I happen to really like doing portraits made using only available daylight (as opposed to artificial lights: strobes, hot lights, etc.). It made sense then that I watched (on lynda.com) the video "Douglas Kirkland on Photography: Natural Light Portraiture" hoping to gain some tips from a renowned photographer. I came in with the expectation of learning tip after tip, like in an instructional video, but instead I found myself watching a master just doing his thing.
The video takes place in four locations within and around Kirkland's house. The first location is accidental as Kirkland realizes that the dressing room his subject is sitting in is casting beautiful light on the her. The second scene takes place in the living room that has directional light coming in from a skylight. Outdoors, he uses a diffuser/white tent and a canopied daybed. Despite having assistants to help him with make up, reflectors, and backgrounds, the tips he gives can apply to anyone interested in doing natural light portraits.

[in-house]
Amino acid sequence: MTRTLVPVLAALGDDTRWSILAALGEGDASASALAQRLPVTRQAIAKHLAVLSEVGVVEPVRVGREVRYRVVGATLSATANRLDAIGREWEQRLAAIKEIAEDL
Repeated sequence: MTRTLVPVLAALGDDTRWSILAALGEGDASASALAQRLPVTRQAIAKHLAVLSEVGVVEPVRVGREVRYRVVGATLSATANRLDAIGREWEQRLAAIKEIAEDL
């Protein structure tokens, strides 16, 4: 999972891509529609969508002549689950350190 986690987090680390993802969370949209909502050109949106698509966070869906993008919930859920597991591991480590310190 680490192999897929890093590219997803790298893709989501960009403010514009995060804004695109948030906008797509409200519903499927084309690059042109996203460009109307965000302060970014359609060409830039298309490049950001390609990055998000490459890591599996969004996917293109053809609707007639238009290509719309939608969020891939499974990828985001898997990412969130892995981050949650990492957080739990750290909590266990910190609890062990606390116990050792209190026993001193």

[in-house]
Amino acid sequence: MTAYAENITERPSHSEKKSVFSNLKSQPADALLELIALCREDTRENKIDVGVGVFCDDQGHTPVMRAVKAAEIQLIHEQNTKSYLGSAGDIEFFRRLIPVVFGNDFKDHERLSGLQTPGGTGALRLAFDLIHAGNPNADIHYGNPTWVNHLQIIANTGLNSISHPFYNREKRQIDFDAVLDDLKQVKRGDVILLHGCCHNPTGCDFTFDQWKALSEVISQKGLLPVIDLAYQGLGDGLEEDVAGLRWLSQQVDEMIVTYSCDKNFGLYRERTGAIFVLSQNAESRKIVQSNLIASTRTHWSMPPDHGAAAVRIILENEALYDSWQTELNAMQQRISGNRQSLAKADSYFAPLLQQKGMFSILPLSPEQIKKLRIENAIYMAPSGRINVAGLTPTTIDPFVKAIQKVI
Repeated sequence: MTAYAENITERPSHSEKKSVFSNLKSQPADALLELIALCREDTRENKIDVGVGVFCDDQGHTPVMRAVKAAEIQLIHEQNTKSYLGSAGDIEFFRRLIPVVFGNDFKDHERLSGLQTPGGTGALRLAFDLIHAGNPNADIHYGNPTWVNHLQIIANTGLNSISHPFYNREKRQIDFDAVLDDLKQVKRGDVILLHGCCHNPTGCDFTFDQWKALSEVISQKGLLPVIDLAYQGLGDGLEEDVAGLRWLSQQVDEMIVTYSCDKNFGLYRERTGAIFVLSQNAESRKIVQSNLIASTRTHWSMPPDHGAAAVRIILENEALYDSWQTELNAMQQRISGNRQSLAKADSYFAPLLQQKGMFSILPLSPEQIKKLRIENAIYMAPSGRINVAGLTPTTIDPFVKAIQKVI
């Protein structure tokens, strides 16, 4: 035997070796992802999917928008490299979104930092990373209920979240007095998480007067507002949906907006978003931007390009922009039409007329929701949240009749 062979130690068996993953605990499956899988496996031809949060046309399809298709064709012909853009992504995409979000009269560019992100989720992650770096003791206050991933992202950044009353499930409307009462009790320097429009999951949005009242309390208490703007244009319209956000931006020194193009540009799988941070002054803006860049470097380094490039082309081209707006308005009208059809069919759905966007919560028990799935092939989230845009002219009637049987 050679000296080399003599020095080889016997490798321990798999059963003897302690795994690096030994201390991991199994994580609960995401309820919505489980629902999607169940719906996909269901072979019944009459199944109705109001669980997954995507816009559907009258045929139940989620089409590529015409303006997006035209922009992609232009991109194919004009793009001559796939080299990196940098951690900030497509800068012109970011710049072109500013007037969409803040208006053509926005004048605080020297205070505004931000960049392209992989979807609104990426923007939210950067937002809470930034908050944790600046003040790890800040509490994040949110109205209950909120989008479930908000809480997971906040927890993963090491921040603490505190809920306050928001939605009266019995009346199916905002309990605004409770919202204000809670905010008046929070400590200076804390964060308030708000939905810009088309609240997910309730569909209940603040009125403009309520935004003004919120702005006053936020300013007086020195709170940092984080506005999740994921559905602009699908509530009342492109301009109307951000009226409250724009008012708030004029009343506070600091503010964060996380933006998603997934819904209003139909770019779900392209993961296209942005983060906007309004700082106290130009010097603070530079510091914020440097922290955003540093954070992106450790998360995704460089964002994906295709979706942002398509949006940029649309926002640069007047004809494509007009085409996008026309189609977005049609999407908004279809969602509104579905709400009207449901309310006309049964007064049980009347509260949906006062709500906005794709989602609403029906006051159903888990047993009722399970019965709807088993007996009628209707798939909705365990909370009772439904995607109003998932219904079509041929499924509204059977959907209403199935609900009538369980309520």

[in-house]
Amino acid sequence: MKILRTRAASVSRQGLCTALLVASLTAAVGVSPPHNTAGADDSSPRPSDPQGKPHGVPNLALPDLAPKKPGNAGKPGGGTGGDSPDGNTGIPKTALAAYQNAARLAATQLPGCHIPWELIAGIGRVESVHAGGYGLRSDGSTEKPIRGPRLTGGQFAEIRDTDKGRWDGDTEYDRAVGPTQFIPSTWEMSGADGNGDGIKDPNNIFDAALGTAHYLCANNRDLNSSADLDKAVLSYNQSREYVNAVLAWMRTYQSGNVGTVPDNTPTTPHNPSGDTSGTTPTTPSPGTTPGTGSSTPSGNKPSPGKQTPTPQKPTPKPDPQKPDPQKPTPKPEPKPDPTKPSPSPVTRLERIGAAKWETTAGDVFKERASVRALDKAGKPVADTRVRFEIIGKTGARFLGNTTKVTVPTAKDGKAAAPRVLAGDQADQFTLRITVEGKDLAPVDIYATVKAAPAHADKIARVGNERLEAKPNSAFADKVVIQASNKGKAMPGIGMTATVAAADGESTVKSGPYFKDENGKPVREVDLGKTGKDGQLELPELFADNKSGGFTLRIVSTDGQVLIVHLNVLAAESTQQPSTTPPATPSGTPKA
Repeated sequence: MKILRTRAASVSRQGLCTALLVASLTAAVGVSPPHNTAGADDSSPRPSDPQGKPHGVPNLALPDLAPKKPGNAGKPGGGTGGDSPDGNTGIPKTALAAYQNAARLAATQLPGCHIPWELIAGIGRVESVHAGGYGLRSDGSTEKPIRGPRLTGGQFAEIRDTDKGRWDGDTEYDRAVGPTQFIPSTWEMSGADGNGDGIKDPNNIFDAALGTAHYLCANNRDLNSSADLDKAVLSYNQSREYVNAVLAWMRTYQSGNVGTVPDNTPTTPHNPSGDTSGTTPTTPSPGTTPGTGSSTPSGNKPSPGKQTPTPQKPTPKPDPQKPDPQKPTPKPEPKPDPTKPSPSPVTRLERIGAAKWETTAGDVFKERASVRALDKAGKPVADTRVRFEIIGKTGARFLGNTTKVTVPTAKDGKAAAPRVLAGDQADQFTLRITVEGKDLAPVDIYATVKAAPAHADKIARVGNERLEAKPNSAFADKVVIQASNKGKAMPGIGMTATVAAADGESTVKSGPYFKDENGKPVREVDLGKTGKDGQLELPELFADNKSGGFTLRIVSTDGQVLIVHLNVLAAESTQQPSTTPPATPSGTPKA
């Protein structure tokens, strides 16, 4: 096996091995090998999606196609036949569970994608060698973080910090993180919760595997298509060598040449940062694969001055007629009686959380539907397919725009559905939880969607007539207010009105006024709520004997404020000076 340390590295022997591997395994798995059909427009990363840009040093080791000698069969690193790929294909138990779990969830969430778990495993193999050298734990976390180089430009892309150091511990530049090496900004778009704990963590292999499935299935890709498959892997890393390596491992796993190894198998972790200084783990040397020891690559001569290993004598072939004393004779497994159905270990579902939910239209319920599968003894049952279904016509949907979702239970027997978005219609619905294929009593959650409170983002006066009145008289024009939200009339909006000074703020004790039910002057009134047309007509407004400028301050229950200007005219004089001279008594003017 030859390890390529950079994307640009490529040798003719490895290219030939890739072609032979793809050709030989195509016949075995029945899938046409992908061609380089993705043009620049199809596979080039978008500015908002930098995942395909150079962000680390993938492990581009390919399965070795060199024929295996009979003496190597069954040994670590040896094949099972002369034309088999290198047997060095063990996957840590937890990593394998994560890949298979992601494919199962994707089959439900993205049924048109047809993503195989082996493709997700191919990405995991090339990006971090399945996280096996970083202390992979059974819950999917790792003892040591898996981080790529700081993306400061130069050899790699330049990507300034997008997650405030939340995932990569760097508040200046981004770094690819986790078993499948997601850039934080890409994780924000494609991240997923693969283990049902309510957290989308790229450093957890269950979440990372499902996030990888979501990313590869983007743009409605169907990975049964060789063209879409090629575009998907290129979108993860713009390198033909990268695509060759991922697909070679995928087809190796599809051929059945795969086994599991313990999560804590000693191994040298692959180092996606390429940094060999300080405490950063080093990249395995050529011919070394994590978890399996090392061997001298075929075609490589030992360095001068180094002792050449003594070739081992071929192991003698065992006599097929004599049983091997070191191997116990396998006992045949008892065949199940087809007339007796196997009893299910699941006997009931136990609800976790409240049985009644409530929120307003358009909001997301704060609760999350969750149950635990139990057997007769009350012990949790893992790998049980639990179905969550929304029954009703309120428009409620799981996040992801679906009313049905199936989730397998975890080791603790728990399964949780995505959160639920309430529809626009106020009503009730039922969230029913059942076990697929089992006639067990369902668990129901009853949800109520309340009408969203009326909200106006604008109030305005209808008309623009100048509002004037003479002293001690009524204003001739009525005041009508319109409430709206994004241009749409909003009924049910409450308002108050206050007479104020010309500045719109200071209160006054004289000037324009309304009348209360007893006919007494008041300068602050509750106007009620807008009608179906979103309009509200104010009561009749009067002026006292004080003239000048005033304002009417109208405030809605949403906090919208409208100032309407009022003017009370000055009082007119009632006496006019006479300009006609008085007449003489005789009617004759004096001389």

Practical tips he mentions include forming a tripod with one's arm and leg when in a seated position, using a longer lens to prevent distortion and to soften the background, and taking pictures without the intention of fixing it in post production (or doing minimal work in Photoshop).
He emphasizes that the relationship with the subject is important as exhibited by his constant attention to his subject comfort and his encouraging words. For example, he peppers her with compliments to keep her feeling relaxed and good about herself. When in the uncomfortable situation of having light in her eyes, he has her close them, only to open them back up after a countdown, so that he still gets the shot.
He concludes that we have to learn to recognize good natural light and not to attempt to alter it (e.g., add extra fill lights). If we do, changes must be "delicate" since "less is more."